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Critical Thinking—What the Mainstream Classroom
Can Learn from the ESL Classroom
by Steve Schackne
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Frustration and discontent are the hallmark of western industrial nations as I write this in December, 2011. Financial and political crises abound; world leaders seem incapable of addressing or solving the severe problems facing us. A sense of cynicism sets in as we are constantly confronted with the unreal and the illogical, which seem to permeate all levels of public policy and discourse.

Here in the United States, where I am now based, the government's attention is currently focused on tax policy; that is, whether to increase taxes on those making over $250,000 in order to raise tax revenues and help offset a budget deficit. The issue is presented as a political/moral discussion —should we raise taxes on a group of people who can basically afford to pay those taxes? If so, how much should we raise those taxes? And to what extent should we cut spending to further help reduce the deficit, and would that spending cut harm poorer individuals who benefit from Federal programs that might be cut? It is simply reduced to an argument on fairness and numbers. But because it hasn't been fully thought out, the assumptions implicit in the current discussion may be false.

"The rich" already pay at the highest marginal rate in the U.S. and, even with generous tax loopholes, they contribute the highest percentage of revenue to the Federal coffers, so there is a moral argument there. But, the aggregate wealth in the United States lies in the middle class, not the rich, so logically tax policy must be focused on them, not the rich. Furthermore, Arthur Laffer, the economist, has done years of research on the issue of taxation, which has led to the "Laffer Curve," a phenomenon which posits that as tax rates go up, people sometimes react by shielding or forgoing their income, behavior which leads to the reduction, not increase, of tax revenue. If we look at this added data, then the argument shifts from "is it fair to increase taxes on the rich?" to "will increasing taxes on the rich increase tax revenue?" Critical thinking has changed the whole dynamic of the debate.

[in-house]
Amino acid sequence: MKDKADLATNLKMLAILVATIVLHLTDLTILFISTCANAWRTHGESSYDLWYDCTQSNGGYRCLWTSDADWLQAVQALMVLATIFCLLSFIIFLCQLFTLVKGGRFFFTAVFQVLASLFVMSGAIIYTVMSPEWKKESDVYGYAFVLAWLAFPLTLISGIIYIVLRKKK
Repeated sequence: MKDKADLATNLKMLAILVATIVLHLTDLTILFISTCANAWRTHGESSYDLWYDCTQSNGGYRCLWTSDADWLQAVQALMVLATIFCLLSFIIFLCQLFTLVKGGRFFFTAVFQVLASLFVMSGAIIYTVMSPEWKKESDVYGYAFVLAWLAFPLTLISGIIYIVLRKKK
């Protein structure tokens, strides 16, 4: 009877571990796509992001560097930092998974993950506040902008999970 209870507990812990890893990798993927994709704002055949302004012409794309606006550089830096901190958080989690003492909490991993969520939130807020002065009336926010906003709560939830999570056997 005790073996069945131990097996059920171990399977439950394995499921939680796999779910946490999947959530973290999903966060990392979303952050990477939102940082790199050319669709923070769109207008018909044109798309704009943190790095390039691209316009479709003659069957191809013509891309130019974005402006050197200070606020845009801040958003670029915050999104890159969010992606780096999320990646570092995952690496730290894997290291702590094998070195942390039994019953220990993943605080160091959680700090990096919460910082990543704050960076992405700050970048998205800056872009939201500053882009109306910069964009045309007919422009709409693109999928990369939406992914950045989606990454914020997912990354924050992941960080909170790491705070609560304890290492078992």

These conundrums crop up with increasing frequency: a scandal at an American university where eyewitnesses to a felony report to college administrators instead of law enforcement officers, no tolerance laws in primary/middle schools where teenagers are suspended for carrying an aspirin to school and pre-teens are disciplined because they hugged on the playground.

Several states have been considering a regulation that would forbid images on LED signs fronting public highways, but would allow text. A strong argument could be made that while an (non-provocative) image creates a flash impression, text needs to be decoded and would demand more of a driver's attention, thereby making text on a sign more of a public danger.

All of the examples I have cited have one factor in common—they involve inflexible set choices without examining underlying consequences which might lead to better alternative choices; they all exemplify a superficial, uncritical approach to a problem.

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